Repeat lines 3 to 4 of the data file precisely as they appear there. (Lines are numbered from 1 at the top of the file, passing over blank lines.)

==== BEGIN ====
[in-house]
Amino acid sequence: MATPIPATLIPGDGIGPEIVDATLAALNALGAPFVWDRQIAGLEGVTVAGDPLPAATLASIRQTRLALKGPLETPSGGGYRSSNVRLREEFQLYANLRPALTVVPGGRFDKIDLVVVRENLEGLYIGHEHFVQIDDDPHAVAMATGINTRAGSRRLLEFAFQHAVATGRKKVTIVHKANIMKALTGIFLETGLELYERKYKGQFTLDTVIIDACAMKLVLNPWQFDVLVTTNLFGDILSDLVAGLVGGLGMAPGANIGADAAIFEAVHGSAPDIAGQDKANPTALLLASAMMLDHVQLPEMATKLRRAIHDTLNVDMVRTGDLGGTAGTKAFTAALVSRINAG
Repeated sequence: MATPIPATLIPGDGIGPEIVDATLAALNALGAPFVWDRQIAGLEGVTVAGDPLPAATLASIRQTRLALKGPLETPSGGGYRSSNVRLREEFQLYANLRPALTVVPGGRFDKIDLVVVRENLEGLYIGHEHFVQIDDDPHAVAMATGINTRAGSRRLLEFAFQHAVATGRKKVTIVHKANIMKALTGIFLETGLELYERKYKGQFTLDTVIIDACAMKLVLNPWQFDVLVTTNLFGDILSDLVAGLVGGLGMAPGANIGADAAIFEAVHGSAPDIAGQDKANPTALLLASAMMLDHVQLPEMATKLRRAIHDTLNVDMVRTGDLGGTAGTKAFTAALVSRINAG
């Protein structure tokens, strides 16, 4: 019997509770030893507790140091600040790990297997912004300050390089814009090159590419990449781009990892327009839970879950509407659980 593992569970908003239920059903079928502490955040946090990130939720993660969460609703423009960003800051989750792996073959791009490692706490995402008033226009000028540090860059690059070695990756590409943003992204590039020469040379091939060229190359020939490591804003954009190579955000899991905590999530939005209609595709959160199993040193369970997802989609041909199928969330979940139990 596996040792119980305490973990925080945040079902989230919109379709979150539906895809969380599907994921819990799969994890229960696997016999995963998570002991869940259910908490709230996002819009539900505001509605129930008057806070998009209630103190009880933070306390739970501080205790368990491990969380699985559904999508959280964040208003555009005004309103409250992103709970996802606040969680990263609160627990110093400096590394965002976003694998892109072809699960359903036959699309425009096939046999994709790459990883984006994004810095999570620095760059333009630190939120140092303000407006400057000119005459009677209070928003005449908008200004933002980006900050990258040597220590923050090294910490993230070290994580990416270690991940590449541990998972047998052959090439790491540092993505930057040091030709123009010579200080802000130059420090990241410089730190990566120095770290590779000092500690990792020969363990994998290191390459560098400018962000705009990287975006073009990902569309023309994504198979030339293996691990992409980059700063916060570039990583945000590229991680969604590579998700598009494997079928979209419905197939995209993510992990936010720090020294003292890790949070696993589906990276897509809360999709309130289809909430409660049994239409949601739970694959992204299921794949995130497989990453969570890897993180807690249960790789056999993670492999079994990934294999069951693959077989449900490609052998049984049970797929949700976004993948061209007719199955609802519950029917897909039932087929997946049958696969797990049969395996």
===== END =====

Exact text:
Repeated sequence: MATPIPATLIPGDGIGPEIVDATLAALNALGAPFVWDRQIAGLEGVTVAGDPLPAATLASIRQTRLALKGPLETPSGGGYRSSNVRLREEFQLYANLRPALTVVPGGRFDKIDLVVVRENLEGLYIGHEHFVQIDDDPHAVAMATGINTRAGSRRLLEFAFQHAVATGRKKVTIVHKANIMKALTGIFLETGLELYERKYKGQFTLDTVIIDACAMKLVLNPWQFDVLVTTNLFGDILSDLVAGLVGGLGMAPGANIGADAAIFEAVHGSAPDIAGQDKANPTALLLASAMMLDHVQLPEMATKLRRAIHDTLNVDMVRTGDLGGTAGTKAFTAALVSRINAG
């Protein structure tokens, strides 16, 4: 019997509770030893507790140091600040790990297997912004300050390089814009090159590419990449781009990892327009839970879950509407659980 593992569970908003239920059903079928502490955040946090990130939720993660969460609703423009960003800051989750792996073959791009490692706490995402008033226009000028540090860059690059070695990756590409943003992204590039020469040379091939060229190359020939490591804003954009190579955000899991905590999530939005209609595709959160199993040193369970997802989609041909199928969330979940139990 596996040792119980305490973990925080945040079902989230919109379709979150539906895809969380599907994921819990799969994890229960696997016999995963998570002991869940259910908490709230996002819009539900505001509605129930008057806070998009209630103190009880933070306390739970501080205790368990491990969380699985559904999508959280964040208003555009005004309103409250992103709970996802606040969680990263609160627990110093400096590394965002976003694998892109072809699960359903036959699309425009096939046999994709790459990883984006994004810095999570620095760059333009630190939120140092303000407006400057000119005459009677209070928003005449908008200004933002980006900050990258040597220590923050090294910490993230070290994580990416270690991940590449541990998972047998052959090439790491540092993505930057040091030709123009010579200080802000130059420090990241410089730190990566120095770290590779000092500690990792020969363990994998290191390459560098400018962000705009990287975006073009990902569309023309994504198979030339293996691990992409980059700063916060570039990583945000590229991680969604590579998700598009494997079928979209419905197939995209993510992990936010720090020294003292890790949070696993589906990276897509809360999709309130289809909430409660049994239409949601739970694959992204299921794949995130497989990453969570890897993180807690249960790789056999993670492999079994990934294999069951693959077989449900490609052998049984049970797929949700976004993948061209007719199955609802519950029917897909039932087929997946049958696969797990049969395996």